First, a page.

Event Date:Tuesday, 6 July, 2021
The high-level Innovation Room is designed as a knowledge and matchmaking event, which will bring together a unique mixture of blue economy, industry 4.0 and ocean energy representatives from Europe and small island developing states (SIDS).
It is being organised by the United Nations Industrial Development Organization (UNIDO), the Small Island Sustainable Energy and Climate Resilience Organisation (SIDS DOCK) and the Global Network of Regional Sustainable Energy Centres (GN-SEC) as special event of the 2021 Vienna Energy Forum, scheduled to take place from 6 to 7 July 2021.
The event will discuss the role of sustainable ocean energy solutions in the context of blue economy strategies of SIDS. Ocean energy covers a broad range of renewable energy and energy efficiency solutions, which are using marine resources and space, or are serving traditional or emerging blue economy sectors (e.g. fisheries and aquaculture, desalination and freshwater production, coastal protection and waste treatment, biotechnology, ocean intelligence and observation, costal and maritime tourism, shipping and ports).
The Innovation Room is being supported by the Governments of Austria, Norway, Spain, and other international partners. Further information will be made available at: www.gn-sec.net.
B. Objectives, added value and follow-up:
The event will discuss sustainable ocean energy options for SIDS in the context of the advancing fourth industrial revolution in the growing field of blue economy. The Innovation Room is part of the UNIDO efforts to reduce knowledge barriers and strengthen capacities of developing countries to adopt new technology solutions within the wider field of industry 4.0. Digitalisation offers the opportunity to improve the productivity and competitiveness of traditional industries and to enter value chains of emerging industries, incl. marine renewable energy, energy efficiency and cleantech.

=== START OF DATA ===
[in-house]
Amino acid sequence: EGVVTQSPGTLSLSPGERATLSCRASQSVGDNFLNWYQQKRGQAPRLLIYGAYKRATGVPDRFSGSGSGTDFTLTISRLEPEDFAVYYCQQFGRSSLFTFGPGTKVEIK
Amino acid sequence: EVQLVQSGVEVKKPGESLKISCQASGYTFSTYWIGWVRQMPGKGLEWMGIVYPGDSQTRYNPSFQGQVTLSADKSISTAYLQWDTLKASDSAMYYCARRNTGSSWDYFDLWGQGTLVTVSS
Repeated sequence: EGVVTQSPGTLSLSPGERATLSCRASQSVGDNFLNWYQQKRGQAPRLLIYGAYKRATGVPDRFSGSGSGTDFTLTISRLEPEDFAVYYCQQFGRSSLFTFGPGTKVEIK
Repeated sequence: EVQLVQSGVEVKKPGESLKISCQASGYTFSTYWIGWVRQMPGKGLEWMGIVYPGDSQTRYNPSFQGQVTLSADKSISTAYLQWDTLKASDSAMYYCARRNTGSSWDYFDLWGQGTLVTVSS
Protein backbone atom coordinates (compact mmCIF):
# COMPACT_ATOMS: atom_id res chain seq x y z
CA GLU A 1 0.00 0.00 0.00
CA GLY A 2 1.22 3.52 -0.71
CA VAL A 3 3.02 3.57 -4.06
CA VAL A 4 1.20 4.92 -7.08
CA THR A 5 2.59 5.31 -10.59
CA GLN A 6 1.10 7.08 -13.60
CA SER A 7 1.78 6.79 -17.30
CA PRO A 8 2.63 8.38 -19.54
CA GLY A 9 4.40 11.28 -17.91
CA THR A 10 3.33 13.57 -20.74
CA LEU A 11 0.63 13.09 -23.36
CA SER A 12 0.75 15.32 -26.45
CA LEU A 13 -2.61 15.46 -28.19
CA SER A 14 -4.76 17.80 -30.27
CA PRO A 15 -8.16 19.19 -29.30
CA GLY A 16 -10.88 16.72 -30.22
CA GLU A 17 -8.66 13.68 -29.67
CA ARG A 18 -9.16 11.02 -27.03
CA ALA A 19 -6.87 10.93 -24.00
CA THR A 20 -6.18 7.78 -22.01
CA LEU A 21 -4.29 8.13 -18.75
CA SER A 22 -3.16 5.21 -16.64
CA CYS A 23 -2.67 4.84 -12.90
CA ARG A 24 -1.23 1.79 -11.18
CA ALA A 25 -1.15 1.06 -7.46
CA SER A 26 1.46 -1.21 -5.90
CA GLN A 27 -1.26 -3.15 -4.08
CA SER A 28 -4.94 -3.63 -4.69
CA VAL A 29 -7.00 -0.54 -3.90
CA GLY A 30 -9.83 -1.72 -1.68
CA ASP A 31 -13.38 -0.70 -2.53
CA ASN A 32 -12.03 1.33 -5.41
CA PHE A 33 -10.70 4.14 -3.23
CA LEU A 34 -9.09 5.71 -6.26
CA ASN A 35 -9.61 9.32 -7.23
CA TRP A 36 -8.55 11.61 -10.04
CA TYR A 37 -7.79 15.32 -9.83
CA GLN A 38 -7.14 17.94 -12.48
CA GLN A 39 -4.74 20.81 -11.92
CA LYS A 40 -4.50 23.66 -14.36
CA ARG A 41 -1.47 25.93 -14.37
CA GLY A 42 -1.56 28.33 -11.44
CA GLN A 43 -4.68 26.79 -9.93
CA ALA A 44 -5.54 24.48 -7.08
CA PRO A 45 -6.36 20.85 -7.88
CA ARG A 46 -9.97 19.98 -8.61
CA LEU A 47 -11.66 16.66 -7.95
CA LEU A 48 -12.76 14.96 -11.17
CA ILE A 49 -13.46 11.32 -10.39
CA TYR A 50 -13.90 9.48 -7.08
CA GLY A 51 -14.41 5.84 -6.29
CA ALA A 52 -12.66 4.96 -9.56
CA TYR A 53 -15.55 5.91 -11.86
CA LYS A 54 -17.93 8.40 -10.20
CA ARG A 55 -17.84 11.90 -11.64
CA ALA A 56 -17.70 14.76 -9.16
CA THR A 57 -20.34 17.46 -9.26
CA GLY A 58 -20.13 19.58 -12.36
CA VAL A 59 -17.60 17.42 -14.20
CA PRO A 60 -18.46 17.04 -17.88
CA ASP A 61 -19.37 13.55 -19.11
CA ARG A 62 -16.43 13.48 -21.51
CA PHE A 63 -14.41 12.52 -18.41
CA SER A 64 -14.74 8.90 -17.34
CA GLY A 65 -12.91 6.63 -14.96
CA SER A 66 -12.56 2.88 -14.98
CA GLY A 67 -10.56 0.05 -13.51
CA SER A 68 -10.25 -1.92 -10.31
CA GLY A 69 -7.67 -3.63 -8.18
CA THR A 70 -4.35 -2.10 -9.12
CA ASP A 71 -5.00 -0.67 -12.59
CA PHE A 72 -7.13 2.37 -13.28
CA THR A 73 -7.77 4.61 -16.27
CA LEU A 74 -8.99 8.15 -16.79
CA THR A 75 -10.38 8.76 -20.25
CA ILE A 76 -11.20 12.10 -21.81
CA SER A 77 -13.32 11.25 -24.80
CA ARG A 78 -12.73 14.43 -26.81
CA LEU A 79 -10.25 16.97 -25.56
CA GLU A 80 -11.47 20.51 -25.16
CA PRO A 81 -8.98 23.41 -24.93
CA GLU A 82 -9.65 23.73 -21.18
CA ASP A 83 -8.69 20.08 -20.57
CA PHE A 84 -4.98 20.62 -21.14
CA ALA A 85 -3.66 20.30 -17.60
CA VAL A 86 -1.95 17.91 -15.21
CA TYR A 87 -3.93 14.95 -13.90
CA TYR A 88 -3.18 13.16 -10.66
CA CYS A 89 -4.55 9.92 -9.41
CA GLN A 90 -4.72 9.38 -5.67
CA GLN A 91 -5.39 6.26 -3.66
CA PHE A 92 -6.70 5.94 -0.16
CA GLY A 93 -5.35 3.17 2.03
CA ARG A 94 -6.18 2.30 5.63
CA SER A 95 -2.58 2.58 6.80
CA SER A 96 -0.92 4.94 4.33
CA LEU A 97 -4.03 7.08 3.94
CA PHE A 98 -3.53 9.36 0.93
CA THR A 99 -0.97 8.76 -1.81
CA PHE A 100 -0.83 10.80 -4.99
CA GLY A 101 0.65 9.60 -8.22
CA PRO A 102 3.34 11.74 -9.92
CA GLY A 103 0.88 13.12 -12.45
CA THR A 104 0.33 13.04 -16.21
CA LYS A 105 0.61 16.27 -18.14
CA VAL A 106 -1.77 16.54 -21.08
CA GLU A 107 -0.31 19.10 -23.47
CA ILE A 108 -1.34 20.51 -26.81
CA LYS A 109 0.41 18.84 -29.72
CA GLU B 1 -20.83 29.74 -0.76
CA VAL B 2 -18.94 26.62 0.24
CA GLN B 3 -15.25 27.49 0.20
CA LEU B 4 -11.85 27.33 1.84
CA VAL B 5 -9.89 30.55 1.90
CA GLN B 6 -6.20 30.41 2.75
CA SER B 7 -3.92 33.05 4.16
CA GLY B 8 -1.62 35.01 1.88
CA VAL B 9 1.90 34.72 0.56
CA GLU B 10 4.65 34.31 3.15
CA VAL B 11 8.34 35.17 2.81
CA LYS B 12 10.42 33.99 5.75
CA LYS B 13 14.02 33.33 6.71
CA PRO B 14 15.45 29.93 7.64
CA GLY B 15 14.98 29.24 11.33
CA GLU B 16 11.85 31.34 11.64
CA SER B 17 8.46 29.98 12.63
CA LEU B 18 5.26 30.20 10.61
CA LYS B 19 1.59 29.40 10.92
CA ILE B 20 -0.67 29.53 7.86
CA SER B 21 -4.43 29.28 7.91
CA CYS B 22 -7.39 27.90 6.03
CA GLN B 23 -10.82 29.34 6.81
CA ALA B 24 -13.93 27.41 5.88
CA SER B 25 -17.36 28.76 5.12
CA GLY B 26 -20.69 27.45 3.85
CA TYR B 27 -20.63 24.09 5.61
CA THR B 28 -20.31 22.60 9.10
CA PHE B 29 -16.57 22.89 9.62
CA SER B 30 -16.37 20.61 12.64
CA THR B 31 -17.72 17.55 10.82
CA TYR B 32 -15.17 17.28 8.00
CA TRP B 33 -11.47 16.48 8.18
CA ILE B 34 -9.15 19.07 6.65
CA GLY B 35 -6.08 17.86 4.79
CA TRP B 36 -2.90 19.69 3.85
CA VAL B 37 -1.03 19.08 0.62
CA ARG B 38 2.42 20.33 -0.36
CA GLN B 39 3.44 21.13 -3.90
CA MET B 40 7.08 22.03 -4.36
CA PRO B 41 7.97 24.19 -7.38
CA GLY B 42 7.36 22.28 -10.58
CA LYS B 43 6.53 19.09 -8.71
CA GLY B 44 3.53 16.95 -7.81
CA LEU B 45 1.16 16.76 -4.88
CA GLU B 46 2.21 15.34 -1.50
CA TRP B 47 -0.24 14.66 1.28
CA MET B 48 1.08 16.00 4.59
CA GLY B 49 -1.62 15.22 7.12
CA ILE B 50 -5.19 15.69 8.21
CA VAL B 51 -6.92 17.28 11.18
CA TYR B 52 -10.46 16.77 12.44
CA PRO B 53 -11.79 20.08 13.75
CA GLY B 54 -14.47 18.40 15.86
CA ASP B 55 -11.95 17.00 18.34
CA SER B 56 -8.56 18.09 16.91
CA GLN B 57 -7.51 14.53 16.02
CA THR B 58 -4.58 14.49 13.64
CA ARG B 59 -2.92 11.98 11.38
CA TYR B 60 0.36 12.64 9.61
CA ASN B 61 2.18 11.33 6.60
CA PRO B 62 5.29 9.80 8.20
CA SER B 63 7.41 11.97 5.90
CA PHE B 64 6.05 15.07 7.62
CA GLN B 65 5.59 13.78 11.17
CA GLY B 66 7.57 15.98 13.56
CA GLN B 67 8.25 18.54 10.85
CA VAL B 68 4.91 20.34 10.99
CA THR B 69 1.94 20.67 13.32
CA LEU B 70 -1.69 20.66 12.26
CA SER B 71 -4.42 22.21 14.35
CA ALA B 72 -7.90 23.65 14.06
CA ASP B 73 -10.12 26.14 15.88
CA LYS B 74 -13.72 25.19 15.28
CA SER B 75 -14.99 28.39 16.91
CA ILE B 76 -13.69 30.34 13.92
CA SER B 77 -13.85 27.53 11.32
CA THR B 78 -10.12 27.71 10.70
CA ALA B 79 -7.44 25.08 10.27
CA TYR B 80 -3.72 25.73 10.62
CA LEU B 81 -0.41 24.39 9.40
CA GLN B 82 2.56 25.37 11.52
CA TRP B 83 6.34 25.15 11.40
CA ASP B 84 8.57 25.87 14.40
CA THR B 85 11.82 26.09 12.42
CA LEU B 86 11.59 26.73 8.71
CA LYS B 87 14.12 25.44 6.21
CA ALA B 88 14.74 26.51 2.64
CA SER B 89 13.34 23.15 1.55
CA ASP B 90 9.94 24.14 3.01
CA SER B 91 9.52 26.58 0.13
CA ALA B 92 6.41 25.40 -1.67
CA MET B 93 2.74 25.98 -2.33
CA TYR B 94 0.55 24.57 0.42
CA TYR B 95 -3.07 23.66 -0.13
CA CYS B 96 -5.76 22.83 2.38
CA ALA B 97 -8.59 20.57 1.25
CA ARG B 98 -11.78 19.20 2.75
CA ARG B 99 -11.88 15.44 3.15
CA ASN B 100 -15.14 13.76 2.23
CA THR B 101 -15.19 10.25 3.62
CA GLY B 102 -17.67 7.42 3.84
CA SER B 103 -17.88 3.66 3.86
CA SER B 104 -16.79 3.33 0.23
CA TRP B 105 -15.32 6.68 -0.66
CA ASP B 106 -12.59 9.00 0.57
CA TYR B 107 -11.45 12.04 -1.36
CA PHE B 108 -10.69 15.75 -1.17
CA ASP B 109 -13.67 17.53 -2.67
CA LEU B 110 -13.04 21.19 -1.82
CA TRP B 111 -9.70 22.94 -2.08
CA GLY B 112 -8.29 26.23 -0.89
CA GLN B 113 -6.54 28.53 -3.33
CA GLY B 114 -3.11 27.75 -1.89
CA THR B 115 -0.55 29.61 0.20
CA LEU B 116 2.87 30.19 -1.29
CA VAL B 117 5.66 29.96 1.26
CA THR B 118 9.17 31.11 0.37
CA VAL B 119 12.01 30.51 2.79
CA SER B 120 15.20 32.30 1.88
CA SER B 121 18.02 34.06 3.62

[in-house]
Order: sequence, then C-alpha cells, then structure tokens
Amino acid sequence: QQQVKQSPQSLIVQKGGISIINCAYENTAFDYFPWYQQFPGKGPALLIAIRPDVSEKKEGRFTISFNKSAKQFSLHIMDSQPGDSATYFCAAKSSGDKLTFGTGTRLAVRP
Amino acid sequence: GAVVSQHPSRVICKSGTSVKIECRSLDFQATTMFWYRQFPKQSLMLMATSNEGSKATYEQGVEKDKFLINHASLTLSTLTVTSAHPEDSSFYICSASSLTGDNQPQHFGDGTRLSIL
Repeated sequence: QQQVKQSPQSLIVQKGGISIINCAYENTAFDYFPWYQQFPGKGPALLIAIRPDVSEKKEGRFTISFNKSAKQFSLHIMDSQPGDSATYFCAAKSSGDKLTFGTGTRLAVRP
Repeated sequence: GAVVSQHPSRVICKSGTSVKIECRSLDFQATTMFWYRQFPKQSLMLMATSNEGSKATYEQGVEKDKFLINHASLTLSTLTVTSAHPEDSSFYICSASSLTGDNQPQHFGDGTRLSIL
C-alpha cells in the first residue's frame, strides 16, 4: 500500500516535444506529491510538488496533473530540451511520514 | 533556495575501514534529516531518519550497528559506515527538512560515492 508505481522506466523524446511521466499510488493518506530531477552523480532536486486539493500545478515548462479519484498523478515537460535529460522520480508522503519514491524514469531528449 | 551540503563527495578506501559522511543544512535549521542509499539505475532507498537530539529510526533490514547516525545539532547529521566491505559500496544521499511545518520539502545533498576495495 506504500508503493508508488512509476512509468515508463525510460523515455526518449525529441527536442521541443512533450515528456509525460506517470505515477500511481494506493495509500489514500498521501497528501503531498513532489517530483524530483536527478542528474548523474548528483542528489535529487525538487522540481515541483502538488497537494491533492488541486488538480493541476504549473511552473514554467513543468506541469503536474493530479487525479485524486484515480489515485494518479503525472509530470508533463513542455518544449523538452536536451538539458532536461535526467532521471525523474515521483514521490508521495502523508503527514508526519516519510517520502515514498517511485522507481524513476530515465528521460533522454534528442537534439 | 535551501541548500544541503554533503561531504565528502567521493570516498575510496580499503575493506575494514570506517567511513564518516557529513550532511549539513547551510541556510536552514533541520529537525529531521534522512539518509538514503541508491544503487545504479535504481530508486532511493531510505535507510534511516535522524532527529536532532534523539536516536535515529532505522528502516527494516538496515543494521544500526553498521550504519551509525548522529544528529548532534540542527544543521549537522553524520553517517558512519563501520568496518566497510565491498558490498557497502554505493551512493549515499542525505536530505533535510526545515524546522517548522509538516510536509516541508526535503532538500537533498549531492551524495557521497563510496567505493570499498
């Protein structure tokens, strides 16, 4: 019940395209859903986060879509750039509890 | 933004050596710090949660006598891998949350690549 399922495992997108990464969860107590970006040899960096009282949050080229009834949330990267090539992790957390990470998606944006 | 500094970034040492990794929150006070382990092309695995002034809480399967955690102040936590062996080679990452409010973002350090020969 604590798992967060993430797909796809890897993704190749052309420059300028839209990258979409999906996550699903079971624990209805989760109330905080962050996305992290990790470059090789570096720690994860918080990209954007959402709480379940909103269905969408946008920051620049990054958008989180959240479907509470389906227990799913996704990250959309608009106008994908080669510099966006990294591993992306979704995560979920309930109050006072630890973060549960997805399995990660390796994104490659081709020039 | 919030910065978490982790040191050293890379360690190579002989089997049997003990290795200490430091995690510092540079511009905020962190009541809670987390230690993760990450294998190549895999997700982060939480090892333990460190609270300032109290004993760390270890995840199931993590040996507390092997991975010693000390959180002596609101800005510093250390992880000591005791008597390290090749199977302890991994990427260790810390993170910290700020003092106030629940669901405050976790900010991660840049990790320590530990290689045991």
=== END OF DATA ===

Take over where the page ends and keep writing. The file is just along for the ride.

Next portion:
As concrete outcome of the innovation room, it is intended that the attending Ministers and industry players are launching the Ocean Energy Platform for Blue Economies at the Vienna Energy Forum. The platform will build a bridge between the industry and research players, which need to test new solutions in various climates and contexts, and the interest of coastal developing countries to get access to technology and expertise.
Currently, the exchange on these future-oriented issues is limited. The platform will be hosted by UNIDO in partnership with SIDS DOCK. It will promote north-south and triangular technology cooperation, knowledge sharing and awareness raising, joint project development, capacity building and fund mobilisation. A particular focus will lie on knowledge dissemination and exchange regarding the broad array of marine sustainable energy solutions. The centres of the Global Network of Regional Sustainable Energy Centres (GN-SEC) will play an important role in the execution of the activities of the platform.